This morning, at the end of the Supreme Court’s Term before its summer recess, the Court granted certiorari in the following thirteen cases:

Romag Fasteners, Inc. v. Fossil, Inc., No. 18-1233: Whether, under section 35 of the Lanham Act, 15 U.S.C. §1117(a), willful infringement is a prerequisite for an award of an infringer’s profits for a violation of section 43(a), id. §1125(a).

Opati v. Sudan, No. 17-1268: Whether, consistent with this Court’s decision in Republic of Austria v. Altmann, 541 U.S. 677 (2004), the Foreign Sovereign Immunities Act applies retroactively, thereby permitting recovery of punitive damages under 28 U.S.C. §1605A(c) against foreign states for terrorist activities occurring prior to the passage of the current version of the statute.

GE Energy Power Conversion v. Outokumpu Stainless, No. 18-1048:  Whether the Convention on the Recognition and Enforcement of Foreign Arbitral Awards (the “New York Convention”) permits a non-signatory to an arbitration agreement to compel arbitration based on the doctrine of equitable estoppel.

Rodriguez v. Federal Deposit Insurance Corp., No. 18-1269: Whether courts should determine ownership of a tax refund paid to an affiliated group based on the federal common law “Bob Richards rule,” as three Circuits hold, or based on the law of the relevant State, as four Circuits hold.

Babb v. Wilkie, No. 18-882: Whether the federal-sector provision of the Age Discrimination in Employment Act of 1967, which provides that personnel actions affecting agency employees aged 40 years or older shall be made free from any “discrimination based on age,” 29 U.S.C. §633a(a), requires a plaintiff to prove that age was a but-for cause of the challenged personnel action.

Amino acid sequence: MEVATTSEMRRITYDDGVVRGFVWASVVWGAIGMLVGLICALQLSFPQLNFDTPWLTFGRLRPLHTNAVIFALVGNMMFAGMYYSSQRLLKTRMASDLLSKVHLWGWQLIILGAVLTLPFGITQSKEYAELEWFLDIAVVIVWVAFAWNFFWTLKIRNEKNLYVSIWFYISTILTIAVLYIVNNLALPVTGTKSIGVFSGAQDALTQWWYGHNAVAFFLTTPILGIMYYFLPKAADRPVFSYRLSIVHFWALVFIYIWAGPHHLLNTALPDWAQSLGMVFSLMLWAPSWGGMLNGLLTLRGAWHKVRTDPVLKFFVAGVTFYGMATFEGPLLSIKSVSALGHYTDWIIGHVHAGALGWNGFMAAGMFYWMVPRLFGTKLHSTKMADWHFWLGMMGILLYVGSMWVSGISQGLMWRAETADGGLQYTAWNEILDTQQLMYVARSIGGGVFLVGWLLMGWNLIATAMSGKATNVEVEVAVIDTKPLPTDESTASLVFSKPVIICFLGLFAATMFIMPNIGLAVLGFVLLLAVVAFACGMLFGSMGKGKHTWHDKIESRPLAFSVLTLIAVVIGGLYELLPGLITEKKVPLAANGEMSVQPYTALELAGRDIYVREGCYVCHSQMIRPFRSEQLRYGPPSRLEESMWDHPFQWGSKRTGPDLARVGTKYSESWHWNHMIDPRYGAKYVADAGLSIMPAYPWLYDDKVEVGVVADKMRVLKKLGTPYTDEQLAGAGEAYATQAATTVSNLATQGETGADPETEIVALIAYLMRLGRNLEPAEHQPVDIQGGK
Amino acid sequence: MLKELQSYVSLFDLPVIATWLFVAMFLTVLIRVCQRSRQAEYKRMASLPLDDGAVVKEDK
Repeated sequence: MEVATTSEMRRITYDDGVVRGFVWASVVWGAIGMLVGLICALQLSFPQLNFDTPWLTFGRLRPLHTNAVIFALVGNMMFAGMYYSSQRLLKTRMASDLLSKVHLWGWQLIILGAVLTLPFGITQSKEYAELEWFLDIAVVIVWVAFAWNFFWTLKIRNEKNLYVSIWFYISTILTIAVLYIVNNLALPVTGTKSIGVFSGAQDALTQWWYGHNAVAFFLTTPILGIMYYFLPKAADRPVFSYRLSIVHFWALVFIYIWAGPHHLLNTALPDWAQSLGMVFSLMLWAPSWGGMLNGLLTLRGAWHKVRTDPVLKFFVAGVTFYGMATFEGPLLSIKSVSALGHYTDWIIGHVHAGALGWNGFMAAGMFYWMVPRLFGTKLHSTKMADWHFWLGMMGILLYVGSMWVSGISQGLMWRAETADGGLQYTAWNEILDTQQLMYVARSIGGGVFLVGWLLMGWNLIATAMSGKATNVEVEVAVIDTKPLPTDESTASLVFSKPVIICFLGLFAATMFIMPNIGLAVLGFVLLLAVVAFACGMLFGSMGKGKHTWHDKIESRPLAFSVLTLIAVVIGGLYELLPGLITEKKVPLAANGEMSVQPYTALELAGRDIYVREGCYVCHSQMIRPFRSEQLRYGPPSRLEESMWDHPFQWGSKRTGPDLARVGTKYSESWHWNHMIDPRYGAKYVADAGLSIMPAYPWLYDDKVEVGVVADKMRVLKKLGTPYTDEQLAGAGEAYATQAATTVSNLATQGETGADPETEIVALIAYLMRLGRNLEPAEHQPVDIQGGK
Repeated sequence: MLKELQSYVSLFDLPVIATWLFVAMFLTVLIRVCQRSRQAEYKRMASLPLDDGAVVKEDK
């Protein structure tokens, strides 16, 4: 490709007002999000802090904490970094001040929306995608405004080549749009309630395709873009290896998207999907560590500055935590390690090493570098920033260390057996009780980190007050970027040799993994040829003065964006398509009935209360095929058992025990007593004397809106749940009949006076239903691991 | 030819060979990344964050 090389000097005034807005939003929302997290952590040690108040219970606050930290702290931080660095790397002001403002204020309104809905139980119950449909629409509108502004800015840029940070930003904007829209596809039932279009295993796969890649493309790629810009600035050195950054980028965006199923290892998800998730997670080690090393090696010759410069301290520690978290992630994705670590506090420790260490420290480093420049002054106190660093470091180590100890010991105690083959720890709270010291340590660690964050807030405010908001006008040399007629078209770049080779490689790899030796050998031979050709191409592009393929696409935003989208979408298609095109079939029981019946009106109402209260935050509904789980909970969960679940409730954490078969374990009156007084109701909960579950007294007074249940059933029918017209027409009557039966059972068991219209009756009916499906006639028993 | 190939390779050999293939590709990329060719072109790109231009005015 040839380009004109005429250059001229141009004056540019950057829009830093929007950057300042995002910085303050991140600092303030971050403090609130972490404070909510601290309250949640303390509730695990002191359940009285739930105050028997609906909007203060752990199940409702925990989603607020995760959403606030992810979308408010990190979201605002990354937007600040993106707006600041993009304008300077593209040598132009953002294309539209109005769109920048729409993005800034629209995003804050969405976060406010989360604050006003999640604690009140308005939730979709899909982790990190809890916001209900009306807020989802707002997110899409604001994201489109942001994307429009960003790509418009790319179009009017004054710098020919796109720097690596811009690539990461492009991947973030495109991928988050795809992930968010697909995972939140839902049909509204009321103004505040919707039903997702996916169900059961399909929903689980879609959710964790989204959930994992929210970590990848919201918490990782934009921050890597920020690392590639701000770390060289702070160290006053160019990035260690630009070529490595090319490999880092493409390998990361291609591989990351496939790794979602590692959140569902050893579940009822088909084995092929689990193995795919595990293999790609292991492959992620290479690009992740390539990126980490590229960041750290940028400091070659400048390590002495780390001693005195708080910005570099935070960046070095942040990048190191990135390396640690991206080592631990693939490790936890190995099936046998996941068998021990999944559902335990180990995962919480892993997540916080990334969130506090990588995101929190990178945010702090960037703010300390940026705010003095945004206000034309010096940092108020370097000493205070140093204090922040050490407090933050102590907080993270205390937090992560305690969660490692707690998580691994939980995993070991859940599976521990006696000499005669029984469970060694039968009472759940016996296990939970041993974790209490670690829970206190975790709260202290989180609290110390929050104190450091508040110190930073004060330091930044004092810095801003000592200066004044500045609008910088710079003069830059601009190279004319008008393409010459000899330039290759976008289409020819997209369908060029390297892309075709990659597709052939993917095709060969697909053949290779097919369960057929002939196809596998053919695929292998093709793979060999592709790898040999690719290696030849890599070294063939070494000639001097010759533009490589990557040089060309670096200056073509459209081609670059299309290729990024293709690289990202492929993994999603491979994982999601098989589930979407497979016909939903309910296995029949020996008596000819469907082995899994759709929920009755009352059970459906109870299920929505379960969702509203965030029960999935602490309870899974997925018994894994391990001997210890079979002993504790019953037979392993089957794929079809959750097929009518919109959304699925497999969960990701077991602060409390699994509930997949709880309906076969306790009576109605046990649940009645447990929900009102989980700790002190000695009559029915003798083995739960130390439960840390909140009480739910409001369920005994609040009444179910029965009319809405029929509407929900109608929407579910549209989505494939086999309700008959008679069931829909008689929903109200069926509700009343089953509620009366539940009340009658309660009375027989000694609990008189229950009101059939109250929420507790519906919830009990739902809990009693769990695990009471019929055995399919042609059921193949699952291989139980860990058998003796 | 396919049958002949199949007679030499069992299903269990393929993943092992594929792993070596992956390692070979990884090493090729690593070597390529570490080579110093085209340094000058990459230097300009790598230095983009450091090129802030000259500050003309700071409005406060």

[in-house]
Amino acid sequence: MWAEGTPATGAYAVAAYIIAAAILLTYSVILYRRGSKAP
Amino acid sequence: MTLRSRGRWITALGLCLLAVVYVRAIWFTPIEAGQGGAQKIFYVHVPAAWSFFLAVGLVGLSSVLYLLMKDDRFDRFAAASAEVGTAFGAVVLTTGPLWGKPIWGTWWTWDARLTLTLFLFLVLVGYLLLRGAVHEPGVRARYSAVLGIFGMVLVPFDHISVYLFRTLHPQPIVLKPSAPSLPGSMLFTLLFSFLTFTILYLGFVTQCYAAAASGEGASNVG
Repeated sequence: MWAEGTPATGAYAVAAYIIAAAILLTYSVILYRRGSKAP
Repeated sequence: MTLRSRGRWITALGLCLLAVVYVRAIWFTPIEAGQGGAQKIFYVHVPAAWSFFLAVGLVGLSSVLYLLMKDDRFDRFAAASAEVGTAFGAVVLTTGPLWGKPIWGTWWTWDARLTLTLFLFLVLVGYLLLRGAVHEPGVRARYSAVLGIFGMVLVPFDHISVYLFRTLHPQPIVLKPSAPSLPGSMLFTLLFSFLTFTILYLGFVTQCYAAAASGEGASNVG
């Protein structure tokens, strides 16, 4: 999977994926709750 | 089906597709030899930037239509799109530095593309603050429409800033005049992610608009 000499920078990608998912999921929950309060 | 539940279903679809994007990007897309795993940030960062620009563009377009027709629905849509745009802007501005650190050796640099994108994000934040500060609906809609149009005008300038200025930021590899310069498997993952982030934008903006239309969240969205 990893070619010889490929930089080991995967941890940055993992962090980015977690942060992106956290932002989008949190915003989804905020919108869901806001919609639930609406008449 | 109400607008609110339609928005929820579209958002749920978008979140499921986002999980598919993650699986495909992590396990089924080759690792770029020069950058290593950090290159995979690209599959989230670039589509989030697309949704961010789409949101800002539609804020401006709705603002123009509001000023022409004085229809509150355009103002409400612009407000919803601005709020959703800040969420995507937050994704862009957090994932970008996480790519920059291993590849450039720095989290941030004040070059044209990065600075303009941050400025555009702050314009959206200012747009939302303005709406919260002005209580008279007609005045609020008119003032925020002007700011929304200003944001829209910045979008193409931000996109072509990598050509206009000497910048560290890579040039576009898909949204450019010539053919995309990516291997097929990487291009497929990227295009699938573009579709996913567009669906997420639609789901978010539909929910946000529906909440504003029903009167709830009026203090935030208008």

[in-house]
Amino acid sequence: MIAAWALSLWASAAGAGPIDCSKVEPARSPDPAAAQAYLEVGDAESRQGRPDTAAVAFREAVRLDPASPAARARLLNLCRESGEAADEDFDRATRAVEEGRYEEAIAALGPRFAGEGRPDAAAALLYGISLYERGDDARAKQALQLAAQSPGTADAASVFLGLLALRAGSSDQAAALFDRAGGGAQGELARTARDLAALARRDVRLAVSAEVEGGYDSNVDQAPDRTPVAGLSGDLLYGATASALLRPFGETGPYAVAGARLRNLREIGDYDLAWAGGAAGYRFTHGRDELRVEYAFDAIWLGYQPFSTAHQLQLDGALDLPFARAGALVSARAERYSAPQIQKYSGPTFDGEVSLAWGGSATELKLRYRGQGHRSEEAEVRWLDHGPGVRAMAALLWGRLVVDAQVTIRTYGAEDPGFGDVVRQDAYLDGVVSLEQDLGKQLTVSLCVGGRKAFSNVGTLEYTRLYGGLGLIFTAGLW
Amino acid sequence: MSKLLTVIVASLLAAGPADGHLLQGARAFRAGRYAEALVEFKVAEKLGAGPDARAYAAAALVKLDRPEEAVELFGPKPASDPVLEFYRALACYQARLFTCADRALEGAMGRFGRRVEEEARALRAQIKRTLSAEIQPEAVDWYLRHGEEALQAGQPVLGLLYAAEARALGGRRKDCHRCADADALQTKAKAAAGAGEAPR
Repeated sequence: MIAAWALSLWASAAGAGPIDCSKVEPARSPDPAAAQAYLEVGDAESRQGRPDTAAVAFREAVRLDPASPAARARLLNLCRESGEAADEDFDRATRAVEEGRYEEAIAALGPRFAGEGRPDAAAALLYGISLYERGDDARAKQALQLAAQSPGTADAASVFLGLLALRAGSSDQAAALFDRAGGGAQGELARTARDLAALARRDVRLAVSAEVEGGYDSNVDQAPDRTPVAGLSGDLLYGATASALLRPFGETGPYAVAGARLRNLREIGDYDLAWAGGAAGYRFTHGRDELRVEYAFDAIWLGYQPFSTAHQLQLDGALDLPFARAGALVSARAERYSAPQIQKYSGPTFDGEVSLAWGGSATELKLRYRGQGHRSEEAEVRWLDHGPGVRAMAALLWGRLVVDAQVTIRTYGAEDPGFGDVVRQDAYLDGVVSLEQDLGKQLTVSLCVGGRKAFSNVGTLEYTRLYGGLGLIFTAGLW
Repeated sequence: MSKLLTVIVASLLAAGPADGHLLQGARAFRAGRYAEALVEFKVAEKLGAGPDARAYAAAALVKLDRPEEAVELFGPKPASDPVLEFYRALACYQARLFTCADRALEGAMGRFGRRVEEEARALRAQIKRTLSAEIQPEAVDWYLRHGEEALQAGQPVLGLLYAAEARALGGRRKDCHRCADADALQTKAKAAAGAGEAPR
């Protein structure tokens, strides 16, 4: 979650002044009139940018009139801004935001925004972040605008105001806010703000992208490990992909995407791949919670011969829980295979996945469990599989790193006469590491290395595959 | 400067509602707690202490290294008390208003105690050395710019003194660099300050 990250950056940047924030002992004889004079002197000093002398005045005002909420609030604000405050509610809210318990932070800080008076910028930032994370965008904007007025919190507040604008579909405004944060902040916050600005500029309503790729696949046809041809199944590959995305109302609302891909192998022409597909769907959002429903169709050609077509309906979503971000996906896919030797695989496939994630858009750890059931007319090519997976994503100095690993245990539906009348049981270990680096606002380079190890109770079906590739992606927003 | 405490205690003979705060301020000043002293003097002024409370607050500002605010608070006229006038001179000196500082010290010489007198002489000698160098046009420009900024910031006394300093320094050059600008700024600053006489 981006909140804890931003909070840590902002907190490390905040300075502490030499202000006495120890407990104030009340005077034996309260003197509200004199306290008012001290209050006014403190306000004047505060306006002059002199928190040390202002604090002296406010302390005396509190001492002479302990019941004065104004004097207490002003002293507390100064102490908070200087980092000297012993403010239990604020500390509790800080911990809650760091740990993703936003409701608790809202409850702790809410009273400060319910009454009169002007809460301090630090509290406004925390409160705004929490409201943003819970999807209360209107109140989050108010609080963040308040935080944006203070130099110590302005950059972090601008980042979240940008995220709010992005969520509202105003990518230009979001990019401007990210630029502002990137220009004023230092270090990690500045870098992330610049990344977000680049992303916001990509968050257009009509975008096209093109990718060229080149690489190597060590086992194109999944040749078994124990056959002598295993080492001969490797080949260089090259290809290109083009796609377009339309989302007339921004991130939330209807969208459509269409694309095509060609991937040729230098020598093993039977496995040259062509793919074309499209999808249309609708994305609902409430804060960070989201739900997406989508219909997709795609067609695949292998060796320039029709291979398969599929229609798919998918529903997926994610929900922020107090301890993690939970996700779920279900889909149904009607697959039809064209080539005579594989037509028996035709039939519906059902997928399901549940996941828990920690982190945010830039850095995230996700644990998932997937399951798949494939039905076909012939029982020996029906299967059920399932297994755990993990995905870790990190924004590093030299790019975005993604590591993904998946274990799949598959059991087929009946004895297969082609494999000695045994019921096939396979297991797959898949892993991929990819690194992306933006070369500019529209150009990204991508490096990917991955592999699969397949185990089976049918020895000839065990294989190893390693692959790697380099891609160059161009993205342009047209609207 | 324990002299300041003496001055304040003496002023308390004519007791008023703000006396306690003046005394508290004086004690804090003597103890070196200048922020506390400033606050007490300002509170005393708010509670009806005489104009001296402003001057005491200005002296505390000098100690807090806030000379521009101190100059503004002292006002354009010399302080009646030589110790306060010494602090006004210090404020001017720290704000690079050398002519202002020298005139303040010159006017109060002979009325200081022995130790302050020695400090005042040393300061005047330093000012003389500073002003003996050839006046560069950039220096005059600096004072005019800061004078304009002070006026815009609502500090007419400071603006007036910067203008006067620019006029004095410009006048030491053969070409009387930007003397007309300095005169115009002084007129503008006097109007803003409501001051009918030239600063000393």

Thole v. U.S. Bank, N.A., No. 17-1712: The Petition presented two questions: 1) May an ERISA plan participant or beneficiary seek injunctive relief against fiduciary misconduct under 29 U.S.C. §1132(a)(3) without demonstrating individual financial loss or the imminent risk thereof? 2) May an ERISA plan participant or beneficiary seek restoration of plan losses caused by fiduciary breach under 29 U.S.C. §1132(a)(2) without demonstrating individual financial loss or the imminent risk thereof? The Court also directed the parties to brief a third question as to whether petitioners have demonstrated Article III standing.

Lucky Brand Dungarees, Inc. v. Marcel Fashions Group, Inc., No. 18-1086: Whether, when a plaintiff asserts new claims, federal preclusion principles can bar a defendant from raising defenses that were not actually litigated and resolved in any prior case between the parties.

Department of Homeland Security v. Regents of the University of California, No. 18-587; Trump v. NAACP, No. 18-588; McAleenan v. Vidal, No. 18-589: 1) Whether the Department of Homeland Security’s (“DHS”) decision to wind down the Deferred Action for Childhood Arrivals (“DACA”) policy is judicially reviewable. 2) Whether DHS’s decision to wind down the DACA policy is lawful.

Kelly v. United States, No. 18-1059: Does a public official “defraud” the government of its property by advancing a “public policy reason” for an official decision that is not her subjective “real reason” for making the decision?

Espinoza v. Montana Dept. of Revenue, No. 18-1195: Does it violate the Religion Clauses or Equal Protection Clause of the United States Constitution to invalidate a generally available and religiously neutral student-aid program simply because the program affords students the choice of attending religious schools?

Shular v. United States, No. 18-6662: Whether the determination of a “serious drug offense” under the Armed Career Criminal Act requires the same categorical approach used in the determination of a “violent felony” under the Act?